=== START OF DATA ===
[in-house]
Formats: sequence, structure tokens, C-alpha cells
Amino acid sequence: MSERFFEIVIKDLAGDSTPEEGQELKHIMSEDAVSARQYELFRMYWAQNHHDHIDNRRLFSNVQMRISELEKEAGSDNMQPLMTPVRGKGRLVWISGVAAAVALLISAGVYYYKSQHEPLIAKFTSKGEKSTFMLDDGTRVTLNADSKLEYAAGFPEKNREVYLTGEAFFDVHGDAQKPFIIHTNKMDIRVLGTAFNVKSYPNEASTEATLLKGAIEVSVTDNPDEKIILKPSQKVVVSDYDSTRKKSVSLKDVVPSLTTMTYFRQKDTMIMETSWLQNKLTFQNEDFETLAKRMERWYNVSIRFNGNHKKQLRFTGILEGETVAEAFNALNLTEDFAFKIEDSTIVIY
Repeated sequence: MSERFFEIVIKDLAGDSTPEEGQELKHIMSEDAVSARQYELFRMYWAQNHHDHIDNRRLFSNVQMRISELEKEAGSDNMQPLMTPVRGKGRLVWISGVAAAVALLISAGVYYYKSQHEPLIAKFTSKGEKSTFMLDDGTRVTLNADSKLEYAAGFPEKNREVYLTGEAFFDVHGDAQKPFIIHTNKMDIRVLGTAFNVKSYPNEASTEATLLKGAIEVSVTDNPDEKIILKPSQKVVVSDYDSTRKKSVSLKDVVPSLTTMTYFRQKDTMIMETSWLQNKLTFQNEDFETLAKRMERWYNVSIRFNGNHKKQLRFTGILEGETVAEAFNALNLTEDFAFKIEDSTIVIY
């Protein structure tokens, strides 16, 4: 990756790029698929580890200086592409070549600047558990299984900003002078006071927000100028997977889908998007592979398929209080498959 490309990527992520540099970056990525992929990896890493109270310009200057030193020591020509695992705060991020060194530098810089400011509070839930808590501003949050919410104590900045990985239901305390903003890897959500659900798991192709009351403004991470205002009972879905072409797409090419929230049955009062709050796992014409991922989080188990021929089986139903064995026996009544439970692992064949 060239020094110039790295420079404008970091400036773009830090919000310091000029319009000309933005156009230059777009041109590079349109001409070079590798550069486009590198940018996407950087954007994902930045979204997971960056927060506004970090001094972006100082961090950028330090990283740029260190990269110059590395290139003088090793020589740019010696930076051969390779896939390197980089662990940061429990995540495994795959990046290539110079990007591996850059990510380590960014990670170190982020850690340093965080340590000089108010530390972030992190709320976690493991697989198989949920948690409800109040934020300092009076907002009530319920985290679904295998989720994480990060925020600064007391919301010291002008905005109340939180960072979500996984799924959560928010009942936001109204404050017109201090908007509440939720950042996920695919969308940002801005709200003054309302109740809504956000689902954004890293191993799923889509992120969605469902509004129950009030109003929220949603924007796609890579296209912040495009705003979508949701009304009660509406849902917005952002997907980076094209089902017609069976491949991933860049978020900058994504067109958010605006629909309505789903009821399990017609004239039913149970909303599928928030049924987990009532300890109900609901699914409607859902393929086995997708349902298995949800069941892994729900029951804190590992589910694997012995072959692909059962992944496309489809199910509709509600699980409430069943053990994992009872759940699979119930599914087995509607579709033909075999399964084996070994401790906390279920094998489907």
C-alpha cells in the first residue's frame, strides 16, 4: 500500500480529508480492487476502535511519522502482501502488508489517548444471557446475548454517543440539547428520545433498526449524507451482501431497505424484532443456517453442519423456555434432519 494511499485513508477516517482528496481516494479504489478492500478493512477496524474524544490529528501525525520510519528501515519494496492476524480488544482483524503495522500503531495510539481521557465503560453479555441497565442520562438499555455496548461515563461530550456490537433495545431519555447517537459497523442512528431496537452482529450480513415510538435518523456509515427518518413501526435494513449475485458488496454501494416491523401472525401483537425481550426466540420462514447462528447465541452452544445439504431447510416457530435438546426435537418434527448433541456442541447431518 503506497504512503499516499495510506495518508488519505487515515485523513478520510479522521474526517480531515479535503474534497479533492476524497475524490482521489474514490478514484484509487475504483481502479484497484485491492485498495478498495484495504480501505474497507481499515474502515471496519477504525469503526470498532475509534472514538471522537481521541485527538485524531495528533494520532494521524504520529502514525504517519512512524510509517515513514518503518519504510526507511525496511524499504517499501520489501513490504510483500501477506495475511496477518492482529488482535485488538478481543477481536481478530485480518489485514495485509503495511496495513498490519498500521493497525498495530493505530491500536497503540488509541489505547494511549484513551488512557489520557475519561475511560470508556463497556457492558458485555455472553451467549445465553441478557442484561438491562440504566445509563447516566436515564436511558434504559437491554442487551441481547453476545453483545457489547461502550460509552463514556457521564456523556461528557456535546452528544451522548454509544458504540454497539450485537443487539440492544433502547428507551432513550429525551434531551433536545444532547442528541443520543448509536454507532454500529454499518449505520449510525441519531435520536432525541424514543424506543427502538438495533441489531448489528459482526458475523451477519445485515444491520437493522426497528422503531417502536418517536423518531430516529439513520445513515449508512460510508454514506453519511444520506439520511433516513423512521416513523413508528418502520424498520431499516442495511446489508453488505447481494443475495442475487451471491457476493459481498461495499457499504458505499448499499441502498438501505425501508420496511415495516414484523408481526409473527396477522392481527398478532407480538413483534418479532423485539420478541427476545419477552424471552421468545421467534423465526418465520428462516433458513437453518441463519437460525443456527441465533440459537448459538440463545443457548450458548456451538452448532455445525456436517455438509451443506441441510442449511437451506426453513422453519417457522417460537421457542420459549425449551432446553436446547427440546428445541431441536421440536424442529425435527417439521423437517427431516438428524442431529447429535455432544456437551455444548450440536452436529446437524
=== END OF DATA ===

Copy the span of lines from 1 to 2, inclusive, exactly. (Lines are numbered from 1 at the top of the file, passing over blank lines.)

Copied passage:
[in-house]
Formats: sequence, structure tokens, C-alpha cells